The first year of college is trying for many students.   New responsibilities and expectations can be overwhelming.  As a parent, be aware that your son or daughter is going through a transition to college life and anticipate that they may hit a few bumps along the road. The transition from high school to college level learning can be and often is more challenging than most students realize. Some adapt quickly and others take longer to find what works for them. There are some common behaviors that successful students display.   As a parent, you can help your child succeed by recognizing and encouraging your student to incorporate these keys to success into their freshman year.

Attending every class and getting to know the professor

Academics in universities run at a much faster pace than in high school. Besides learning the material presented in class students also receive vital information from professors that will help them on tests. This is one of the reasons why it is vital to attend every class. Professors do not have the time nor do they take responsibility for making sure that a student is in class every week. Many times professors will never take attendance. It is the student’s responsibility to attend class and also to seek out the professor during posted office hours.This provides the student the opportunity to ask questions that are best answered outside of class. Meeting with the professor can show initiative on the part of the student and set him or her apart from the blur of the classroom.

Becoming familiar with the undergraduate catalog and academic calendar 

Many policies that directly affect students are listed in the catalog. Taking the time to read and be familiar with these policies can help students avoid the consequences of not following or not knowing about a particular policy or procedure. Undergraduate catalogs are handed out at orientation and should be kept at hand to refer to as necessary.

Getting organized

In college, professors expect students to be prepared. It is the student’s responsibility to keep up with assignments, class group meetings, changes in the syllabus, etc.   Academic planners are available for free to every student.They should take advantage of this! Or they may prefer to buy an organizer, PDA or wall calendar to keep track of everything. Parents can role model balancing a full schedule by discussing with their child how they manage time effectively at work and in their role as a parent.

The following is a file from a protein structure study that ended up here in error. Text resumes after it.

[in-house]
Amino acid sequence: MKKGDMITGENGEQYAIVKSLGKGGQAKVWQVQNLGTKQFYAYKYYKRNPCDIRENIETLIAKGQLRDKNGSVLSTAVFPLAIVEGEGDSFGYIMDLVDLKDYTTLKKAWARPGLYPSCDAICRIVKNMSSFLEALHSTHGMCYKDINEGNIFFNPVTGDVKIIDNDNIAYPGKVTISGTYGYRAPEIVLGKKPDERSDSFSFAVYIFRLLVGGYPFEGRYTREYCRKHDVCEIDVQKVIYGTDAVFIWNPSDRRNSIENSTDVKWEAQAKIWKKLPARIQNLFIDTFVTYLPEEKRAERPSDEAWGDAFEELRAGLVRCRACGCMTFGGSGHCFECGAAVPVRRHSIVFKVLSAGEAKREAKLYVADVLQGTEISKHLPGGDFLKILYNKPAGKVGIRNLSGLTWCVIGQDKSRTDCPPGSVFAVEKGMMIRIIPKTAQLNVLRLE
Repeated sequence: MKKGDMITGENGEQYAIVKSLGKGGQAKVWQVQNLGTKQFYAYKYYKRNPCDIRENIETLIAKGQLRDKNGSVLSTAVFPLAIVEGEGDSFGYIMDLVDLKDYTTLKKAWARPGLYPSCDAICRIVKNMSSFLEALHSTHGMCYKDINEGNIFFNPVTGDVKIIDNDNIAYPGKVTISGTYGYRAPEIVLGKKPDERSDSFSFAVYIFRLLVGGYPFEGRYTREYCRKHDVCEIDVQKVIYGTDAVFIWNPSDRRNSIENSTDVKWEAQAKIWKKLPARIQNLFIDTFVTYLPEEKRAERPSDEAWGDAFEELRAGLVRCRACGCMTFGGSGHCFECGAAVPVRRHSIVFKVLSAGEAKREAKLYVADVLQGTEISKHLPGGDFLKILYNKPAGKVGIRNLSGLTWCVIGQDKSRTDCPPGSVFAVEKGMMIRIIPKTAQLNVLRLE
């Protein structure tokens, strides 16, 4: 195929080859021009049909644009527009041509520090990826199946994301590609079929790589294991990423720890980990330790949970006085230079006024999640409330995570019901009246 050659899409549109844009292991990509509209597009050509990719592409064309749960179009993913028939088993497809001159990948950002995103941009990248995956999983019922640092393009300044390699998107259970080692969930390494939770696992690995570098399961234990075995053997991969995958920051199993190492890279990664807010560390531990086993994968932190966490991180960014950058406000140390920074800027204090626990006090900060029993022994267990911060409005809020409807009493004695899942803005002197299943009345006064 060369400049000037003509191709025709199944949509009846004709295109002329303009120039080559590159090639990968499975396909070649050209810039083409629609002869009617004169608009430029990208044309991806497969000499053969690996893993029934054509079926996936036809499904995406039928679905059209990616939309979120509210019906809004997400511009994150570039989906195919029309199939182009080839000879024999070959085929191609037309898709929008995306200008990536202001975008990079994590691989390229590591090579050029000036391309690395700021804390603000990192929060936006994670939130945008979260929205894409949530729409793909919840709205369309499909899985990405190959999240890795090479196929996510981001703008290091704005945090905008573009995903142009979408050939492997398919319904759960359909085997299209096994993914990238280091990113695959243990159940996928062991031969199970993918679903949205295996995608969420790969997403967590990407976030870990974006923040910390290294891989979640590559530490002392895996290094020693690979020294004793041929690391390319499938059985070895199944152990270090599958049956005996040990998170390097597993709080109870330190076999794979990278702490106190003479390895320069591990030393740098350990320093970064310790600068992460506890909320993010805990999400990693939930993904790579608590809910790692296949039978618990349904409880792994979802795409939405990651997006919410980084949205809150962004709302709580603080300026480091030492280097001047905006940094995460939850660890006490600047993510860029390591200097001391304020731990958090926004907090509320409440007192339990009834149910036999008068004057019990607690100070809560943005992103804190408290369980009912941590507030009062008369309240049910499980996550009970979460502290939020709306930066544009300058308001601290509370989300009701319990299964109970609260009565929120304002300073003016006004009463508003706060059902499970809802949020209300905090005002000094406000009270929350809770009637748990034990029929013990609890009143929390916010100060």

Learning good time management   

Your student may find themselves trying to do too many things at once and as a result doing them poorly. Examining priorities and developing a schedule that allows a balance of academic, social and personal time can be essential to first year success. Suggest that your student uses his/her planner to map out how they spend their time every day.   Include eating, sleeping, studying, commuting and socializing time. Usually this helps students realize that they don’t always have time to accomplish everything they need to and must make some changes in their schedule to accommodate their needs.

Getting to know and seeking support of an academic advisor  

Advisors do more that just help students register for classes. UAS is available to help students navigate through their freshman year.   If your student calls home and is concerned about academics, or just has some questions, encourage them to take ownership of their education and seek out the support or advice of an advisor.

Getting involved on campus   

Successful students are involved in their university and on campus.   It actually helps them manage their time better and feel more connected. Suggest your student attends at least one campus event or considers joining a student organization, intramural sports or a sorority or fraternity to meet new people and feel more connected. Don’t ask your student if they are “homesick”. The power of suggestion is a dangerous thing and with the hustle and bustle of the first few weeks of school students may be distracted, escaping the feelings of homesickness until well-meaning parents remind them.

Learning how to effectively read, take notes and study   

In high school students were given all the information they needed. In college it is a student’s job to collect, interpret and learn the material. Readings, notes and study techniques, if done correctly, will help students to ace exams. These ideas are presented in the Freshman course, SLS 1503, Learning Strategies and Human Development, and can also be found through the UAS website.

Taking time in exploring a major   

College is time for students to really discover who they are and what they want to be. This is a process and may take some exploration and experience. Don’t be alarmed if your student changes their mind about their major, most students typically do. Encourage them to do their homework in researching possible careers so that they make an informed decision about what major is right for them.   FAAS and the Career Development Center offer guides and resources to help students find the major that is right for them. 

 Last Modified 1/28/15